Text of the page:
“After receiving the financial documents, we had to spend painstaking time with bank officials,” Ashe said. “And we did, and it was very painstaking to determine what the forgery was, and what the embezzlement was. We had to determine dollar amounts, determine periods of time these monies were allegedly taken.

“The banks actually sent representatives to my office with their computers, with information the banks had, via a court order,” Ashe recounted. “To go through the information, that did take a significant amount of time.”

The frustration for Cowan’s family, however, was during the three-month limbo over who, if anyone, would be taking on the case.

Ashe elaborated on how his referral of the case was supposed to be handled, and what he did and did not know about what actually happened. Ashe said he referred it to the DA’s office to ensure an objective investigation, in hopes it would be referred to the SBI. Ashe both sent the DA a letter and met with them.

“Once they received that request, they had to make a determination if they would or should or could investigate that case,” Ashe said. “After it was referred to DA, we waited for the response from SBI. The SBI told the DA they didn’t have manpower to investigate it. From then on we were tasked with doing the investigation. And we assumed that task.”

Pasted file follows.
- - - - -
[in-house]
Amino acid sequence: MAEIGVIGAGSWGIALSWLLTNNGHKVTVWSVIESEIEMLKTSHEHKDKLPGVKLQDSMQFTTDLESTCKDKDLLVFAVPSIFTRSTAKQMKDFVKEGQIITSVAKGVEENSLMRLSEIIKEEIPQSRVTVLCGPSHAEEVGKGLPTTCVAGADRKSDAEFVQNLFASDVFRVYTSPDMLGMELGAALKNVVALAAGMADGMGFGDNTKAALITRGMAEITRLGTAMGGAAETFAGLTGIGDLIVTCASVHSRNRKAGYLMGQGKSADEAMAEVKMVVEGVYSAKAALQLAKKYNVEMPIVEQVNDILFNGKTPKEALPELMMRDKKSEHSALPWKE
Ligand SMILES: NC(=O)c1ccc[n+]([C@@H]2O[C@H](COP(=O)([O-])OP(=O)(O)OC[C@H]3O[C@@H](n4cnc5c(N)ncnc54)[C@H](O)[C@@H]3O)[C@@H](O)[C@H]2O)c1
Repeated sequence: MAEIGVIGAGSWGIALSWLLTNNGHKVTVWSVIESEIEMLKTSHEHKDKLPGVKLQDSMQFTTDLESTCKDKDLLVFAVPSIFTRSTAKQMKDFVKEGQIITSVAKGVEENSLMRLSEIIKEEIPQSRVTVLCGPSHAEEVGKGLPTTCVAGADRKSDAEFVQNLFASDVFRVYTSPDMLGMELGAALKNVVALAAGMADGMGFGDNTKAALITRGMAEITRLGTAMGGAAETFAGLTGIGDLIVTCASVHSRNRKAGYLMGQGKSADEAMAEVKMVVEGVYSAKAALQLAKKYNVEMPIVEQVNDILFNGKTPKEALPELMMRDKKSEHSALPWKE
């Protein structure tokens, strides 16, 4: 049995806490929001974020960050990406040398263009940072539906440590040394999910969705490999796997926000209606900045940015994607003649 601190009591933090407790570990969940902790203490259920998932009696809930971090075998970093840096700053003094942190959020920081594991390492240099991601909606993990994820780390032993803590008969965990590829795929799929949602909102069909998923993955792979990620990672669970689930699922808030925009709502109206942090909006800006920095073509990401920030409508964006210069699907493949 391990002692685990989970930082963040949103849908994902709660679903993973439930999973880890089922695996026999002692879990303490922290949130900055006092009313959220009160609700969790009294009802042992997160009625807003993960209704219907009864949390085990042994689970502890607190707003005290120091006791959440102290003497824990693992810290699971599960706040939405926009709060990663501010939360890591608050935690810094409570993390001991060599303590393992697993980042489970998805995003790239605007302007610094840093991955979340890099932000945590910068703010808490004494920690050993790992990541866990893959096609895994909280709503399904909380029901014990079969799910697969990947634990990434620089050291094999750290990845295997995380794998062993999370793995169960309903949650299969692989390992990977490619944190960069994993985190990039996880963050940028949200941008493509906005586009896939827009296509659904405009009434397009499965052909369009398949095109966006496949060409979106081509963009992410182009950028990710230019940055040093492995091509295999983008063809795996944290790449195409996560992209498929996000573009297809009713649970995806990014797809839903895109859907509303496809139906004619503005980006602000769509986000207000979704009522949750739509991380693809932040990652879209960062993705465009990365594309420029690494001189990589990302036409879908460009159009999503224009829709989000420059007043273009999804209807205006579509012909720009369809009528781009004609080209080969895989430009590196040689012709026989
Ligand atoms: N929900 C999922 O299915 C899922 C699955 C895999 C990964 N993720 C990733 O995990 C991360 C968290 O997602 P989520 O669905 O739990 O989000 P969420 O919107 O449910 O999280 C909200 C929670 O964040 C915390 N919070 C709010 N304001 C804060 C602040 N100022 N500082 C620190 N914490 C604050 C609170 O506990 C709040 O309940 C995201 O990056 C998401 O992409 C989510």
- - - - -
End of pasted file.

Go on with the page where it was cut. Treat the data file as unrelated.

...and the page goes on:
The Sheriff’s Department’s incident report indicating that the matter was being referred to the DA for possible investigation by the SBI was dated June 9. Ashe said he had no way of knowing how promptly the DA’s office made the referral to the SBI.

“The time we made the referral to the DA was immediate. Now where the referral stood from the DA [to the SBI], I can’t say. The DA said, ‘I will do that,’” Ashe said. “The DA’s office played an integral part from the beginning and they knew this was a reasonable request by me. I don’t know how much timeframe came between the DA getting it from us and their referring it to the SBI.”

As it turns out, District Attorney Mike Bonfoey disputes that, saying he didn’t really see a conflict.

Ashe acknowledged the actual event lighting a fire under the DA to make the SBI referral “may have been correspondence between social services and the DA’s office; I don’t know.” The letter from the Adult Protective Services caseworker indicating the referral to the DA had been made was dated July 29.

Noelle Talley, public information officer for the state Department of Justice in Raleigh, confirmed that no referral was received by Toby Hayes, agent in charge of the Western Region Office of the SBI in Asheville, during the months of May, June and July 2008 when the Sheriff’s Department and DA’s office were telling Cowan’s relatives the case had been handed off.